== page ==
consumption of raw materials.
Collaborative consumption supports local
residents and local economy.
Botsman & Rogers, 2010;
Luchs et al., 2011
Community
Collaborative consumption offers
opportunities to create and maintain social
connections and sense of community.
Albinsson & Perera (2012);
Botsman & Rogers, 2010;
Guttentag, 2013; Owyang,
2013
Enjoyment
Participation in collaborative consumption is
enjoyable.
Ease of use and good amount of information
provided in the system.
Hamari, Sjöklint, &
Ukkonen (2013);
Zekanović-Korona and
Grzunov (2014)
Barriers
Trust
Lack of interpersonal trust (guests hosts),
lack of trust toward technology, lack of trust
toward the company.
Botsman & Rogers, 2010;
Guttentag, 2013;
Keymolen, 2013; Olson,
2013; Teubner, 2014
Value
Concerns of receiving bad quality products
and services and that the value from
collaborative consumption is not worth the
effort.
Lack of cost savings.
Buczynski, 2013; Hennig-
Thurau, Henning, & Sattler,
2007; Olson, 2013
Familiarity
Participation in collaborative consumption
requires mastering complex technology
platforms.
Chong, Ooi, & Sohal,
2009; Park, Suh, & Lee,
2004
Table 2. Characteristics of Respondents
United States
Characteristics
N
%
Characteristics
N
%
Gender
Gender
Female
306
38.6
Female
602
48.3
Male
484
61.1
Male
644
51.7
Age
Age
24 years or younger
170
21.4
24 years or younger
119
9.3
25 34 years
420
53.0
25 34 years
202
16.2
35 44 years
124
15.7
35 44 years
205
16.5
45 54 years
51
6.4
45 54 years
193
15.5
55 64 years
21
2.7
55 64 years
187
15.1
65 years or older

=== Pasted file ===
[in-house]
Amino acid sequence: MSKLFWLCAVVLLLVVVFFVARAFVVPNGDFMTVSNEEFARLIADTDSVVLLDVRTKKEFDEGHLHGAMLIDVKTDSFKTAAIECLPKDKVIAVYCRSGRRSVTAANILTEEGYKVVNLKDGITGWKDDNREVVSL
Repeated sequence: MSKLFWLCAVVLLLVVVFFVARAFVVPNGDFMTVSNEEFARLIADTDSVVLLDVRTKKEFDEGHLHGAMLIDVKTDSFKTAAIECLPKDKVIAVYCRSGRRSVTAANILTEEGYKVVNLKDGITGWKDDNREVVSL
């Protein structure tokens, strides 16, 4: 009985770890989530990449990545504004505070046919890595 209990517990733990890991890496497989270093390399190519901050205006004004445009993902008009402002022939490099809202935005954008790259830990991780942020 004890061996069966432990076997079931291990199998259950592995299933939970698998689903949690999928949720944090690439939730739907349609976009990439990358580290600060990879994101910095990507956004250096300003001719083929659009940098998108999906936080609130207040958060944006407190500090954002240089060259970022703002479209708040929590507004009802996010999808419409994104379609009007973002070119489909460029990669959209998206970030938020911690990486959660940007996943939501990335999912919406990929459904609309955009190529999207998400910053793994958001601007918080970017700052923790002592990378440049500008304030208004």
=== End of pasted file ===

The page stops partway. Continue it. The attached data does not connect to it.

5
.6
65 years or older
330
26.7
Education
Education
Less than High School
4
.5
Elementary School
126
10.2
High School/GED
99
12.5
Vocational School
270
21.9
Some College
237
29.9
High School
150
12.2
2-Year College Degree
75
9.5
Trade-level Education
249
20.2
4-Year College Degree
295
37.2
University of Applied Sciences
192
15.4
Master’s Degree
67
8.1
University, Bachelor
69
5.5
Doctoral Degree
5
.6
University, Master
126
10.2
Professional (JD, MD)
8
1.0
University, PhD
16
1.3
Income
Income
Under $20,000
116
14.6
Under €15,000
136
10.9
$20,000 - $29,999
105
13.3
€15,000 - €29,999
252
20.2
$30,000 - $39,999
114
14.4
€30,000 - €44,999
243
19.5
$40,000 - $49,999
112
14.1
€45,000 - €59,999
194
15.6
$50,000 - $59,999
82
10.4
€60,000 - €74,999
156
12.5
$60,000 - $69,999
69
8.7
€75,000 - €89,999
83
6.7
$70,000 - $79,999
63
8.0
€90,000 or more
90
7.2
$80,000 - $89,999
36
4.5
$90,000 - $99,999
30
3.8
$100,000 - $109,999
26
3.3
$110,000 or more
43
5.0
Travel Frequency (Domestic & International)
About once every other year
115
14.5
About once every other year
55
4.4
About once a year
220
27.8
About once a year
71
5.7
2 3 times a year
311
39.3
2 3 times a year
141
11.3
More than 3 times a year
101
12.8
More than 3 times a year
979
78.6
P2P Accommodation Use
P2P Accommodation Use
Yes
155
19.4
Yes
295
23.7
Other Accommodation Use
Other Accommodation Use
Known Brand Hotels
622
78.5
Known Brand Hotels
988
82.4
Independent/Boutique Hotels
225
28.4
Independent/Boutique Hotels
480
41.7
Condo/Timeshares
107
13.5
Condo/Timeshares
503
43.8
Family & Friends
404
51.0
Family & Friends
958
80.9
Table 3. Drivers of Use of Peer-to-Peer Accommodation, United States (N = 155)
Factors
Factor
Loading
Eigenval
ue
Cumulative
Percent
Cronbach’s
Alpha
Social Appeal
3.01
37.62%
.83
…I would like to get to know people from the
local neighborhoods.
.83
…I would like to have a more meaningful
interaction with the hosts.
.79
…I would like to get insiders’ tips on local
attractions.
.76
…I would like to support the local residents.
.74
…it was a more sustainable business model.
.69
Economic Appeal
1.99
62.55%
.73
…it saved me money.
.82
…it helped me lower my travel cost.
.81
…I would like to have higher quality
accommodation with less money.
.73
Table 4. Correlations between Market Characteristics and Drivers of Use of Peer-to-Peer